How to Know When Your Relationship Is Over Before The New Year Begins

With the new year approaching (new year, better me), you may be assessing your long-term relationship, and what you find could leave you wondering if it’s time for the B word: a breakup. Ending a relationship sucks. There is no way to get around that feeling. But is reframing a breakup a valuable tool in the grieving process? When we say reframe, we mean taking a page out of actress and producer Tia Mowry’s book.

During a recent interview on TODAY with Hoda & Jenna, Mowry, who announced her breakup from husband Cory Hardrict after 14 years of marriage, offered what many are citing as a positively refreshing view on the ending of her relationship, calling it a graduation.

“I look at it as like a curriculum when you’re in college or high school,” she tells the two hosts. “You’re learning. You’re growing. You’re evolving. You’re creating. I was able to create with Cory some beautiful, amazing children. At the end of that curriculum, there’s a graduation. There’s a celebration. So that’s basically how I’m looking at it now.”
She also shared there was a moment when she knew it was time to make a change. But how do you know when a relationship is really over?

Well, it’s not just as simple as having conflict in your relationship as Dr. Antionette Edmonds, a licensed therapist and mental health influencer on TikTok boosting 164,000 followers, tells ESSENCE, “Conflict is almost inevitable in relationships.”
She says, “conflict and disagreements are also healthy. It’s ultimately one way to learn more about your partner’s wants and needs and how to improve to be a better version of yourself in your relationship. However, if the conflict and disagreement reoccur, it may be time to revisit what’s the underlying cause.”
With that little tidbit, we’ll dive deeper into the indicators it’s time to exit a relationship.

The Spark is Blown Out
There is quite a bit of competing info swirling around the internet and social media about whether a spark is necessary for a relationship to thrive. However, in discerning whether or not one is over, theburnout of a sparkcould be a vital tell-tell sign. “The first sign that your relationship is over indeed is when the spark is gone,” Dr. Tiara Watford, LCSW, BCTMH, therapist, and founder of Inspired to Grow, tells us

“Many people tend to ignore this sign due to having hopes and desires that the relationship can be saved,” Watford shares. But when you, for example, no longer enjoy spending your free time engaging with your partner and aren’t getting a dopamine boost from their texts and calls, that’s not a good cue. “Other signs that may indicate that your relationship is over is when you start to have interest in other people,” she notes. “That shows that you’re no longer interested.”

Communication Just Isn’t There
The saying communication is key isn’t a cliché. It’s the absolute truth. And here’s why. “As a licensed therapist who works with couples, I see a few emerging themes when working with couples on the brink of a breakup,” Edmonds shares. The top two themes: are a lack of emotional connection and a communication breakdown. She says these grievances are often expressed with statements like, “I feel like we are growing apart or something feels off.”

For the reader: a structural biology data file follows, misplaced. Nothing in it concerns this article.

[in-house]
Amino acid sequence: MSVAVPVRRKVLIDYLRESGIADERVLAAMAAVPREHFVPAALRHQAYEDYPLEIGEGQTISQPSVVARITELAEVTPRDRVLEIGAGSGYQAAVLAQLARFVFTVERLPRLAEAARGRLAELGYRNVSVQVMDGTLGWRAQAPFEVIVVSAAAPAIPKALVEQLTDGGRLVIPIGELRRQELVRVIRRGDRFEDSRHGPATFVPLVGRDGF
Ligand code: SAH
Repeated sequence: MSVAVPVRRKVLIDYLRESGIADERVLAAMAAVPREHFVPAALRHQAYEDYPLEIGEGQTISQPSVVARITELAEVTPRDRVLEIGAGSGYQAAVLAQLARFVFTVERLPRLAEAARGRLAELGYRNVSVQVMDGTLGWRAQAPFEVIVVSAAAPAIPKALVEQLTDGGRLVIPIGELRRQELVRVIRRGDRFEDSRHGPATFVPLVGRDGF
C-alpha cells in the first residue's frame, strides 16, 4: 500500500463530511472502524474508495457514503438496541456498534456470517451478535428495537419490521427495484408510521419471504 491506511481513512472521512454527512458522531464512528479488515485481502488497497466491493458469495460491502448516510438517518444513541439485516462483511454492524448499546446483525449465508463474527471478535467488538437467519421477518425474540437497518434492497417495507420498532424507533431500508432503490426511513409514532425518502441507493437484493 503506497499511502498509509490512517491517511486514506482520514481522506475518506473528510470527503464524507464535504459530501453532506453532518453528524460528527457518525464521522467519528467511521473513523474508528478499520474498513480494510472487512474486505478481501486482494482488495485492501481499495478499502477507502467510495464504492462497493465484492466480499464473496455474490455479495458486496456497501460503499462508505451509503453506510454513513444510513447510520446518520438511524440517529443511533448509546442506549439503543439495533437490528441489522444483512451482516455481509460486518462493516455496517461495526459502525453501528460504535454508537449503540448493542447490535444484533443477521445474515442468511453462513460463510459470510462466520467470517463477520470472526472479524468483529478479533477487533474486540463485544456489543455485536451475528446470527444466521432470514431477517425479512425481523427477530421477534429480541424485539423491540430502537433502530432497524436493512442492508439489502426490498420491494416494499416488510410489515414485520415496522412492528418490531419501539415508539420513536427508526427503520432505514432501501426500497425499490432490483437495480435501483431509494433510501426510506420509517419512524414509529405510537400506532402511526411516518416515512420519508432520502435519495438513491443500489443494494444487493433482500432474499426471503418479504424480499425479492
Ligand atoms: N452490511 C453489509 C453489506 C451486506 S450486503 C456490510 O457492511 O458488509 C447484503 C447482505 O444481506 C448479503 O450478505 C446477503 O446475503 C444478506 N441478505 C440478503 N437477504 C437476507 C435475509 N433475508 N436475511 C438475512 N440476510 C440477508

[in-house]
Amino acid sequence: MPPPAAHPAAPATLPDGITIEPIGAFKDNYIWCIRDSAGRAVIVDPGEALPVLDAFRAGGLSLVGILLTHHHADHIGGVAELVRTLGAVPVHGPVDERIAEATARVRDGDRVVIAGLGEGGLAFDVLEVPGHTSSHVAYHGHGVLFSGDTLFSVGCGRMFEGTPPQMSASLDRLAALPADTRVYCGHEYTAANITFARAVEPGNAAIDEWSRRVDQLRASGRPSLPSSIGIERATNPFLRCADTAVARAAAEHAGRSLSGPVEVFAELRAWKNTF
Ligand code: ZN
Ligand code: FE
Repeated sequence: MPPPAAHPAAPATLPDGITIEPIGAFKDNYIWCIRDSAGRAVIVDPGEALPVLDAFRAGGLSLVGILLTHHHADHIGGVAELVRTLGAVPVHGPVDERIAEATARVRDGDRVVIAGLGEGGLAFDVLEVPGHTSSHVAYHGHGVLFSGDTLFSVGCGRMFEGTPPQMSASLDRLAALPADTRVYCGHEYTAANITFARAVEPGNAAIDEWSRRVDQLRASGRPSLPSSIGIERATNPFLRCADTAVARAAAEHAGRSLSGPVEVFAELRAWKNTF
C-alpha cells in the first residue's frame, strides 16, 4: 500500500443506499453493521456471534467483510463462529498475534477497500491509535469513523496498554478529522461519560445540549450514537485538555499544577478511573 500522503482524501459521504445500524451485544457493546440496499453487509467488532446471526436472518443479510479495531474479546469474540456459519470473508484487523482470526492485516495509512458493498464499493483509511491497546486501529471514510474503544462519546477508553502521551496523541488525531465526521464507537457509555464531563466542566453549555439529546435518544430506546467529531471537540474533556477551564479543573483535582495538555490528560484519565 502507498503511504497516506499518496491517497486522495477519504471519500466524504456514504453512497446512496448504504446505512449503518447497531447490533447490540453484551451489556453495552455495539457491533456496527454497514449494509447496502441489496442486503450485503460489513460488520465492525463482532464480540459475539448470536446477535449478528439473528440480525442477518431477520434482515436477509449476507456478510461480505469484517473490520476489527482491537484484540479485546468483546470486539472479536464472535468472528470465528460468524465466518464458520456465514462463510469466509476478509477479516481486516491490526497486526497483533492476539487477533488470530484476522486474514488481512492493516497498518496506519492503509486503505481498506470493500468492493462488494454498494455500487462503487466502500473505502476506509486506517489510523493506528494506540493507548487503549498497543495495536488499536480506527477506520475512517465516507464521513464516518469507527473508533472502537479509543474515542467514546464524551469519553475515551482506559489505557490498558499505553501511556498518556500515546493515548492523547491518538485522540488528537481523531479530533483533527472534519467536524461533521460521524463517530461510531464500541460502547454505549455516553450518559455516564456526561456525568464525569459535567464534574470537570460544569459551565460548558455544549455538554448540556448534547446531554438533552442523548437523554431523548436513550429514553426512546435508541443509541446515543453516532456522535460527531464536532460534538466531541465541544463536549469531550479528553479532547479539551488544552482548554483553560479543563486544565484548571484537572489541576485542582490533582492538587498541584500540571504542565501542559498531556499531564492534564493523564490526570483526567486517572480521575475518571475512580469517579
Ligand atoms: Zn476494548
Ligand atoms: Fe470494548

“Other clues that may appear when the relationship is over are when the relationship is becoming more harmful and not enjoyable. Or if you find yourself in a place where you can’t be honest with your partner.” She also says when a partner starts to exclude from happenings in their life or isn’t showing any interest, it’s time to reassess the relationship.

The Trust is Gone
Trust is another nonnegotiable relationship pillar; we’re not just discussing infidelity. “As a couples therapist, I’ve witnessed couples recover from a lot of things, including infidelity, financial issues, and life transitions,” Edmonds shares. But she says one thing separates couples that make it from those who don’t:their commitment and trust in one another and the relationship. “I tell clients that it’s easier to be with someone you trust versus someone you love because you can always love the person you trust, but you can’t always trust the person you love.” Whoa. Felt that.
She also notes getting curious and asking yourself questions are essential. There are many ways to breach trust in a relationship, not just infidelity. Can you feel safe with your partner? Do they respect your boundaries? “These are just examples of the importance of trust in a relationship because trust means different things to people in relationships.”

You’re Staying Only Because You’re Afraid to Start Over
Have you ever stayed in a relationship long past its expiration date because you were afraid to start over? You’re not alone. “People stay in relationships that are over to avoid dealing with the acute pain when, in actuality, not ending the relationship is far more harmful to both individuals,” says Edmonds. And if you’re in a relationship with external factors like financial ties and children, she says ending things is much more layered. But, she says to ask yourself: If those external factors didn’t exist, would you still choose to leave?” If the answer is “yes,” it’s time to go.

“Pain is inevitable, but the feeling is temporary,” she tells us. “Accepting the relationship is over can sometimes be the most challenging part. But you must process, prepare for it, and then take the necessary steps to end the relationship. I tell couples that if they know their relationship is ending, but both avoid ending things, try counseling together,” she continues.
Now, she says counseling isn’t necessarily going to fix the relationship, but it offers a safe environment for both people to process and gracefully part ways. “Ending a need for a relationship doesn’t necessarily have to be this daunting task when done amicably.”